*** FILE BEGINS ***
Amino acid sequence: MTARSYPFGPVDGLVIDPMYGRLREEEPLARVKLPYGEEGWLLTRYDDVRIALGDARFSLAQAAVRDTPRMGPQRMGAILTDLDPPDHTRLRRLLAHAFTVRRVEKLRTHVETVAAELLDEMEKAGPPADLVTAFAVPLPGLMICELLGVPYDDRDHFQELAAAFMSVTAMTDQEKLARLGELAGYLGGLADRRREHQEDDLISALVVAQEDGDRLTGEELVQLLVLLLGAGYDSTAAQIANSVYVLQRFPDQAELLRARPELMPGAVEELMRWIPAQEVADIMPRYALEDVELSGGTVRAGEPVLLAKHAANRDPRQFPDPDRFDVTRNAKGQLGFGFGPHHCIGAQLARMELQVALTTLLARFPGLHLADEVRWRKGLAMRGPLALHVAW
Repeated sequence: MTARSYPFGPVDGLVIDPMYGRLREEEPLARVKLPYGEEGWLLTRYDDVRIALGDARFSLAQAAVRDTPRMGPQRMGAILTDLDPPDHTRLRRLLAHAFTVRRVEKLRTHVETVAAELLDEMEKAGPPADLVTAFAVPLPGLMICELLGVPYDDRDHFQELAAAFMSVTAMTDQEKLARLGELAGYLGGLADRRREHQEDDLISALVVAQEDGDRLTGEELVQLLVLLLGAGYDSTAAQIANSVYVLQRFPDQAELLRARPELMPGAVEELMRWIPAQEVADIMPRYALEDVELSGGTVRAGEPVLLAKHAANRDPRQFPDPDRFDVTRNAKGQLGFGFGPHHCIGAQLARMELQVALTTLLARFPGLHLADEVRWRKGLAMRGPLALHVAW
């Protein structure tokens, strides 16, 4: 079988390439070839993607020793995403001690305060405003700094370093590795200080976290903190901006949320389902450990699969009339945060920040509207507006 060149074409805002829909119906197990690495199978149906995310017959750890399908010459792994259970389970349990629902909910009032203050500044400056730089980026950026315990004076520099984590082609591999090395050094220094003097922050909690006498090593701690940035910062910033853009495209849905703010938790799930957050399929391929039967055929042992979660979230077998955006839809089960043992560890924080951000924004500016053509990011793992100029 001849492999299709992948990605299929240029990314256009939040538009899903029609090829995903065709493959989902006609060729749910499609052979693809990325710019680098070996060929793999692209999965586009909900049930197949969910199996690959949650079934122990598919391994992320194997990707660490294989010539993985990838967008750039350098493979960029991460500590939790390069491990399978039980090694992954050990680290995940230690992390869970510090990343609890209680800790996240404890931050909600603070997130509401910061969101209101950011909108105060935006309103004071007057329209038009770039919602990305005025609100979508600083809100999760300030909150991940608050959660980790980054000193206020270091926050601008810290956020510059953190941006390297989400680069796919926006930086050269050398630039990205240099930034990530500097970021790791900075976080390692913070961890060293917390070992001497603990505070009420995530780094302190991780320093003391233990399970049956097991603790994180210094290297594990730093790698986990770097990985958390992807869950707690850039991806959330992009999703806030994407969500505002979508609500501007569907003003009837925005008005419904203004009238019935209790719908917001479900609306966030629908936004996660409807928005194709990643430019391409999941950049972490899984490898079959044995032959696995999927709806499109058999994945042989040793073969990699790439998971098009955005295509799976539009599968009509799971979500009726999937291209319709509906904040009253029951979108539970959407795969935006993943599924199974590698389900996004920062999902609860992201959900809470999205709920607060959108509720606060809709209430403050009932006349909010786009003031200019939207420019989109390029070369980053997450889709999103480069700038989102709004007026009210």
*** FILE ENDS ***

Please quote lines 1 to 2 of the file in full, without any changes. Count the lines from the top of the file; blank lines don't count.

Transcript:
Amino acid sequence: MTARSYPFGPVDGLVIDPMYGRLREEEPLARVKLPYGEEGWLLTRYDDVRIALGDARFSLAQAAVRDTPRMGPQRMGAILTDLDPPDHTRLRRLLAHAFTVRRVEKLRTHVETVAAELLDEMEKAGPPADLVTAFAVPLPGLMICELLGVPYDDRDHFQELAAAFMSVTAMTDQEKLARLGELAGYLGGLADRRREHQEDDLISALVVAQEDGDRLTGEELVQLLVLLLGAGYDSTAAQIANSVYVLQRFPDQAELLRARPELMPGAVEELMRWIPAQEVADIMPRYALEDVELSGGTVRAGEPVLLAKHAANRDPRQFPDPDRFDVTRNAKGQLGFGFGPHHCIGAQLARMELQVALTTLLARFPGLHLADEVRWRKGLAMRGPLALHVAW
Repeated sequence: MTARSYPFGPVDGLVIDPMYGRLREEEPLARVKLPYGEEGWLLTRYDDVRIALGDARFSLAQAAVRDTPRMGPQRMGAILTDLDPPDHTRLRRLLAHAFTVRRVEKLRTHVETVAAELLDEMEKAGPPADLVTAFAVPLPGLMICELLGVPYDDRDHFQELAAAFMSVTAMTDQEKLARLGELAGYLGGLADRRREHQEDDLISALVVAQEDGDRLTGEELVQLLVLLLGAGYDSTAAQIANSVYVLQRFPDQAELLRARPELMPGAVEELMRWIPAQEVADIMPRYALEDVELSGGTVRAGEPVLLAKHAANRDPRQFPDPDRFDVTRNAKGQLGFGFGPHHCIGAQLARMELQVALTTLLARFPGLHLADEVRWRKGLAMRGPLALHVAW